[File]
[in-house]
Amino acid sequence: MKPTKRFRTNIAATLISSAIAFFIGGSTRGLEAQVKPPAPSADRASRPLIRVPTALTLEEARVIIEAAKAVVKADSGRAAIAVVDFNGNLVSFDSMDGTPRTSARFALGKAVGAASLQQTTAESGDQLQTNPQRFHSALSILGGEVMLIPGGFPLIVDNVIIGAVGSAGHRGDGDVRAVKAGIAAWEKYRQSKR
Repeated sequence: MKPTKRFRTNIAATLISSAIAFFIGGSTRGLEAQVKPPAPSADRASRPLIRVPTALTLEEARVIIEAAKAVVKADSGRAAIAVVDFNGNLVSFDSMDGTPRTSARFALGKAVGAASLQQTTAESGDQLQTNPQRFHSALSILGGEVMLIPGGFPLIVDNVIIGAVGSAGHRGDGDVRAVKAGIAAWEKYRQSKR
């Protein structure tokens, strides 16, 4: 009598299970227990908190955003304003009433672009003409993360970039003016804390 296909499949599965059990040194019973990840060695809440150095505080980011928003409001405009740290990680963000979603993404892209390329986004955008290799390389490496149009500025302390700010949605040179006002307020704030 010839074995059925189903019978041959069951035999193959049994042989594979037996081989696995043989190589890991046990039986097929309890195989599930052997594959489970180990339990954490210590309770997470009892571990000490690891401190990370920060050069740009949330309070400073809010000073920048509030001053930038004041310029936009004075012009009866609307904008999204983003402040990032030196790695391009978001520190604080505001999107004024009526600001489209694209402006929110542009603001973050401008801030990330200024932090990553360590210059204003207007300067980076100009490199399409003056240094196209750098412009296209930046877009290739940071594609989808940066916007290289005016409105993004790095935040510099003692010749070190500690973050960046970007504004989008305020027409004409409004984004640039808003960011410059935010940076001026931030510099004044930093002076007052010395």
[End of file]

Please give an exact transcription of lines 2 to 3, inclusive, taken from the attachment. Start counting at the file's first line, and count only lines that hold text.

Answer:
Amino acid sequence: MKPTKRFRTNIAATLISSAIAFFIGGSTRGLEAQVKPPAPSADRASRPLIRVPTALTLEEARVIIEAAKAVVKADSGRAAIAVVDFNGNLVSFDSMDGTPRTSARFALGKAVGAASLQQTTAESGDQLQTNPQRFHSALSILGGEVMLIPGGFPLIVDNVIIGAVGSAGHRGDGDVRAVKAGIAAWEKYRQSKR
Repeated sequence: MKPTKRFRTNIAATLISSAIAFFIGGSTRGLEAQVKPPAPSADRASRPLIRVPTALTLEEARVIIEAAKAVVKADSGRAAIAVVDFNGNLVSFDSMDGTPRTSARFALGKAVGAASLQQTTAESGDQLQTNPQRFHSALSILGGEVMLIPGGFPLIVDNVIIGAVGSAGHRGDGDVRAVKAGIAAWEKYRQSKR